The authorities have meanwhile stalled the construction process and want to take students’opinion before restarting it.



Brilliant career cut short in USA
Sumedha Sharma
Tribune News Service

Chandigarh, March 25
“A star is born.” This was how the director of the department of Astronomy and Physics, where he was studying, described him when he first set his foot in the Lousiana University in the United States. Aiming to soar high, Sarvnipun Chawla, a silver medalist graduate from Panjab Engineering College (PEC), had moved to Lousiana with numerous dreams in his eyes which were put to an abrupt end on March 15 when he fell from one of the university buildings.

It was not just the dreams of this 27 year-old but the hopes of the entire Chawla family which came crashing with their son’s sudden demise.

“That unfateful morning, Sarv Nipun had left his home promising his mother who was visiting him in the US to have a breakfast with her.She is waiting till date but we know he will never come back,. He was a very brilliant child who even on the day of his death had delivered a lecture on his research on the phenomenon of the ‘black hole’ and had received an offer to do a Post Doctoral research from Germany. But before we could even congratulate him we got the news of his sudden death,” said his father JS Chawla, who works in a bank in Chandigarh.

“I still remember that Sarvnipun would never do his homework and his teachers would send written notes to us. Suspecting that he may have a low IQ, I got him to take an IQ test. Much to my surprise, they told me how unique my child was. He could not do homework because his mind would think faster than he wrote. He always said papa why repeat one thing 10 times over when I can do ten new things. I wish I could repeat those years with him,” recalled JS Chawla while trying hard to hold back his tears.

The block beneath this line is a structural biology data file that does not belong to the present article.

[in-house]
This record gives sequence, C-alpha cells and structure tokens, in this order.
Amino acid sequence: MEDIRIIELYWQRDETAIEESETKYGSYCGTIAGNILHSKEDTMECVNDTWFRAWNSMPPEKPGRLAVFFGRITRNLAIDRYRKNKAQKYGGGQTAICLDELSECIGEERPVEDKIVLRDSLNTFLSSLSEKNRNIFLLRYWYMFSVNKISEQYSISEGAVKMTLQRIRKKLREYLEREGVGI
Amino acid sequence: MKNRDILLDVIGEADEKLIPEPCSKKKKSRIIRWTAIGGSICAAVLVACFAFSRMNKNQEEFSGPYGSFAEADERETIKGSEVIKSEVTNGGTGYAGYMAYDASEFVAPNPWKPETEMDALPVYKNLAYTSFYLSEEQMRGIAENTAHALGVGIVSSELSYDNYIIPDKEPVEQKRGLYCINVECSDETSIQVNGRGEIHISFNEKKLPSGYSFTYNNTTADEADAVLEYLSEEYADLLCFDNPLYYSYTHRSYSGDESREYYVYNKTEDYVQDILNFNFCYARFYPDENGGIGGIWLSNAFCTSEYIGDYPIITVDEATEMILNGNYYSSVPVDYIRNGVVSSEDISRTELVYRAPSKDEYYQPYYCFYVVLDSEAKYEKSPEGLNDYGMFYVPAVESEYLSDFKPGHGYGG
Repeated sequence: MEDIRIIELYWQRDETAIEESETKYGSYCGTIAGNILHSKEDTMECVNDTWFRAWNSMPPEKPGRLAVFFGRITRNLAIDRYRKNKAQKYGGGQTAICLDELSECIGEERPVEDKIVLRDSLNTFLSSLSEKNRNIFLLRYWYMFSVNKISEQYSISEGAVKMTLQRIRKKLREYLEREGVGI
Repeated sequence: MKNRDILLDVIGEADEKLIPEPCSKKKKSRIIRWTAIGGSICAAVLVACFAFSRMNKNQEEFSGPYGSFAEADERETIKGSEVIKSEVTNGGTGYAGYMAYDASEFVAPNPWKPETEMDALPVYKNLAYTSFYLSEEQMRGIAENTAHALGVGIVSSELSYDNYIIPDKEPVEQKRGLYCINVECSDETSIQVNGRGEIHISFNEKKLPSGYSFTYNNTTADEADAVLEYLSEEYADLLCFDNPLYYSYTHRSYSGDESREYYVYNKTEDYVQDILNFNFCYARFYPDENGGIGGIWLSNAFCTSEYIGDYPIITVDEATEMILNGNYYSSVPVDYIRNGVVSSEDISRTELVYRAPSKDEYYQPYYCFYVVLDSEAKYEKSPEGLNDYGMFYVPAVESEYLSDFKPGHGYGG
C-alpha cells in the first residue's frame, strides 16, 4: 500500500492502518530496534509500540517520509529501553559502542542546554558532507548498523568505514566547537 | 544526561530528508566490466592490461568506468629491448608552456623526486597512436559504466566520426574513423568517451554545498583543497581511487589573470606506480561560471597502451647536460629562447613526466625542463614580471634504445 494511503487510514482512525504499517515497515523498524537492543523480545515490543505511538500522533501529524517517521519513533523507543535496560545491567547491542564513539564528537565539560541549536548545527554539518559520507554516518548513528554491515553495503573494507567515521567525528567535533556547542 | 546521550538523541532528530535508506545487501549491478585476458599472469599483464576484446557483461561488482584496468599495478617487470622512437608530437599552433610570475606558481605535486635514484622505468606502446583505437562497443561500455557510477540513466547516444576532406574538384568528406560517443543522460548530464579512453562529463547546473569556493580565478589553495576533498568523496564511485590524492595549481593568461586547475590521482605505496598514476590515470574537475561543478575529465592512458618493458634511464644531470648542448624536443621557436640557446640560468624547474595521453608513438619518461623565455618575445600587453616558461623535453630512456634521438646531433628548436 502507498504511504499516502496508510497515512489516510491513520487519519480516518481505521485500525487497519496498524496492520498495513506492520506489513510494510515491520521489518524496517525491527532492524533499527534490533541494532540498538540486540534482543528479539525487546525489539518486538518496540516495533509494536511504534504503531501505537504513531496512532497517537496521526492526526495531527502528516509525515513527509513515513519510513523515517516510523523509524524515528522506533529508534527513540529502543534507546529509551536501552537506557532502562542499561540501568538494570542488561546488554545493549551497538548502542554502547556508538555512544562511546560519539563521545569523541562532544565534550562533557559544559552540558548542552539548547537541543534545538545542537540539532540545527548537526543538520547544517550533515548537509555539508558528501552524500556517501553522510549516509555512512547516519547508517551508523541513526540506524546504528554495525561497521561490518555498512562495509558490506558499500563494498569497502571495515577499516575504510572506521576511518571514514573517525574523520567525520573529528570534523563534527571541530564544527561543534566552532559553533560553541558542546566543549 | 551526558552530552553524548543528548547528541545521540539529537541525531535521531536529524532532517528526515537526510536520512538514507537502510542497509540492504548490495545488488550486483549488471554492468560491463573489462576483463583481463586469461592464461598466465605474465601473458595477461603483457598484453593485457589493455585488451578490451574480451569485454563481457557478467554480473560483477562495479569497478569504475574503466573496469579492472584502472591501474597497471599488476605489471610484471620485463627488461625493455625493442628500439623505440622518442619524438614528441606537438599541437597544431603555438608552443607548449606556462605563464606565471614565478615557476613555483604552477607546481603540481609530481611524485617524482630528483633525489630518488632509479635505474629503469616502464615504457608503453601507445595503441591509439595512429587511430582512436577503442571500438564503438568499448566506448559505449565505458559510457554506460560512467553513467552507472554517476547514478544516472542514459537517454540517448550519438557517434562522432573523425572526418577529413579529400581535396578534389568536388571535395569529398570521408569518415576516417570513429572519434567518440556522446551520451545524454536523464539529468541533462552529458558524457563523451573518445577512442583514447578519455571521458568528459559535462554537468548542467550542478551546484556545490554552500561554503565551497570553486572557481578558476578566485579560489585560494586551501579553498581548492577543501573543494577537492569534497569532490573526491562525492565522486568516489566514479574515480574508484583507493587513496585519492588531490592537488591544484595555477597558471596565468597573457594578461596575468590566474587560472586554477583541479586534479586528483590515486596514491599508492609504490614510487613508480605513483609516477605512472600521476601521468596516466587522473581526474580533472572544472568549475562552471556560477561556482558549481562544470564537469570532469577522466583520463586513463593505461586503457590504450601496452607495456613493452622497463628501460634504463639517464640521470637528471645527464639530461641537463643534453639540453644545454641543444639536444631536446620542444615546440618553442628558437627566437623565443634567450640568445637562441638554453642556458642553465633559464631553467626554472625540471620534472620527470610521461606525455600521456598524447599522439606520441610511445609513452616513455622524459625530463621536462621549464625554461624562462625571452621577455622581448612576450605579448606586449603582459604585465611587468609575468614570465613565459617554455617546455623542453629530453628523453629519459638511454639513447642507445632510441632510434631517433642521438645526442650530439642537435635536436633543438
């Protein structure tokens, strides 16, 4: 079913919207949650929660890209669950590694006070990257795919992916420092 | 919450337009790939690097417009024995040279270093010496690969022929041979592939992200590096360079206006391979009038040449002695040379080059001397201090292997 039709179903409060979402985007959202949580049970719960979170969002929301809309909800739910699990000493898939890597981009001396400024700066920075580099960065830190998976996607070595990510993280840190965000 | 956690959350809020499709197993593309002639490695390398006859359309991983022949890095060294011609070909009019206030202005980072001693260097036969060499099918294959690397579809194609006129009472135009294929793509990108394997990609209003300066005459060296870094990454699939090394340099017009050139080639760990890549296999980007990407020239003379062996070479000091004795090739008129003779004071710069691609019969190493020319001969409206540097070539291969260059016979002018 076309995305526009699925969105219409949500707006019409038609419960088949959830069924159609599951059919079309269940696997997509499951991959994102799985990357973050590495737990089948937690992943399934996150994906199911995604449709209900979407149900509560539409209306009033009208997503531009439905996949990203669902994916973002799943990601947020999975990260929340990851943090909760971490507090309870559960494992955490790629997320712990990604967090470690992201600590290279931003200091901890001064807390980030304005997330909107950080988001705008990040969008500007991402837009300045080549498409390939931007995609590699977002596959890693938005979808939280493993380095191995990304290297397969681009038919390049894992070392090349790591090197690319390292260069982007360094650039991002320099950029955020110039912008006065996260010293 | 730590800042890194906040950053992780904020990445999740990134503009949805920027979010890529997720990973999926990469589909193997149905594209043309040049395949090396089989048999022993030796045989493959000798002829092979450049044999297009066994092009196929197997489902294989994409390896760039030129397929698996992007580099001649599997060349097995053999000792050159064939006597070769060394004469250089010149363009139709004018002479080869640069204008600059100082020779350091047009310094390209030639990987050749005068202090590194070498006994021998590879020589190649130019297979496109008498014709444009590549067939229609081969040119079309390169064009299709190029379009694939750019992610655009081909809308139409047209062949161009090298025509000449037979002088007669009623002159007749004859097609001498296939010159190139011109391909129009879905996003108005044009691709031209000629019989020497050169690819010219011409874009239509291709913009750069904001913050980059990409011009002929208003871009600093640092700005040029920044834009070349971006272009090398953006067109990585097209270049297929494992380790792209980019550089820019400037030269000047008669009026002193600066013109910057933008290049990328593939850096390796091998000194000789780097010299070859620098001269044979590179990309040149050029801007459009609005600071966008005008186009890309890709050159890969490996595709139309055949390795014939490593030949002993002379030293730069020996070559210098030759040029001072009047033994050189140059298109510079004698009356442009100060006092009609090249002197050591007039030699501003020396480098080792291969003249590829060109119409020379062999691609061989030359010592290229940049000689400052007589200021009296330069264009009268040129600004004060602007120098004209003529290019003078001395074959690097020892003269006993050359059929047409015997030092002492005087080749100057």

An alumini of St. Annes School, Sector 32 in Chandigarh, and a graduate in Production Engineering from PEC, Sarvnipun was pursuing his Doctorate in Astro Physics at Louisna Univerity. He was discovered lying in a critical condition on the concrete in front of the west side of the building at about 10:30 a.m on March 15.

Though a number of witnesses provided Chawla with first aid before taking him to the hospital, he eventually succumbed to his injuries. The local police are still trying to determine why Chawla fell. While on the one hand the police say they found no evidence to suggest either foul play or suicide, yet strangely they found his personal items on the roof - book bag, wallet, cell phone and shoes.

“Every indication we have at this point shows he must have taken those things out before he fell,” Tabor said. Family sources said that Sarvnipun had been facing a personal problem, but his father declined to speak about it. His body is expected to arrive in India on Saturday and the cremation held on Sunday.



Police Complaints Authority for UT
Tribune News Service

New Delhi, March 25
The Union Home Ministry today decided to set up a Police Complaints Authority in all the Union Territories including Chandigarh, Delhi and Puducherry, among others.This is in line with the Supreme Court directions in the famous and oft-quoted case of Prakash Singh & Union of India.

The Authority will inquire into allegations of “serious misconduct”, including death in police custody, grievous hurt, rape or attempt to commit rape, arrest or detention without due process of law, extortion, land/house grabbing or any incident involving serious abuse of authority against police personnel. The authority can take suo motu notice or act on a complaint received by the victim or any person on his behalf.